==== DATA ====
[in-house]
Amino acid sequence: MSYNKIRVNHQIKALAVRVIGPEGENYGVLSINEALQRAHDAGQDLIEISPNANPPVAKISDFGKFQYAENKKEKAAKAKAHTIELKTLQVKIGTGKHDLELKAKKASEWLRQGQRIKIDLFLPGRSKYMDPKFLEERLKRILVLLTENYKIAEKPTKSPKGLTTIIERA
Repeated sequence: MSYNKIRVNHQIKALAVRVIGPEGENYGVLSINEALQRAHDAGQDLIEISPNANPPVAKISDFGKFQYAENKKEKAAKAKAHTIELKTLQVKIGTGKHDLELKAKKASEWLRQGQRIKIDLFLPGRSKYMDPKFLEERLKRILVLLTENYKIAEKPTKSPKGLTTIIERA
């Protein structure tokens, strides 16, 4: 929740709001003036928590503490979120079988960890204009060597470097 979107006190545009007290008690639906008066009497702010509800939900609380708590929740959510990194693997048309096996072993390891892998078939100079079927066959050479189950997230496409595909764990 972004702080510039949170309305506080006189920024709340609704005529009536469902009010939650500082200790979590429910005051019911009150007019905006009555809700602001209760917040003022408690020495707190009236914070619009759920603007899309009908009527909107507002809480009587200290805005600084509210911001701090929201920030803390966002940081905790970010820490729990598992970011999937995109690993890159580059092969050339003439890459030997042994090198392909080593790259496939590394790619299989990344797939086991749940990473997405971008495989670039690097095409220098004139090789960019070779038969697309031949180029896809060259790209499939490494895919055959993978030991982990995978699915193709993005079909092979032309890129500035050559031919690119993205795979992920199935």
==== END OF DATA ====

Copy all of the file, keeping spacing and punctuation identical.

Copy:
[in-house]
Amino acid sequence: MSYNKIRVNHQIKALAVRVIGPEGENYGVLSINEALQRAHDAGQDLIEISPNANPPVAKISDFGKFQYAENKKEKAAKAKAHTIELKTLQVKIGTGKHDLELKAKKASEWLRQGQRIKIDLFLPGRSKYMDPKFLEERLKRILVLLTENYKIAEKPTKSPKGLTTIIERA
Repeated sequence: MSYNKIRVNHQIKALAVRVIGPEGENYGVLSINEALQRAHDAGQDLIEISPNANPPVAKISDFGKFQYAENKKEKAAKAKAHTIELKTLQVKIGTGKHDLELKAKKASEWLRQGQRIKIDLFLPGRSKYMDPKFLEERLKRILVLLTENYKIAEKPTKSPKGLTTIIERA
């Protein structure tokens, strides 16, 4: 929740709001003036928590503490979120079988960890204009060597470097 979107006190545009007290008690639906008066009497702010509800939900609380708590929740959510990194693997048309096996072993390891892998078939100079079927066959050479189950997230496409595909764990 972004702080510039949170309305506080006189920024709340609704005529009536469902009010939650500082200790979590429910005051019911009150007019905006009555809700602001209760917040003022408690020495707190009236914070619009759920603007899309009908009527909107507002809480009587200290805005600084509210911001701090929201920030803390966002940081905790970010820490729990598992970011999937995109690993890159580059092969050339003439890459030997042994090198392909080593790259496939590394790619299989990344797939086991749940990473997405971008495989670039690097095409220098004139090789960019070779038969697309031949180029896809060259790209499939490494895919055959993978030991982990995978699915193709993005079909092979032309890129500035050559031919690119993205795979992920199935």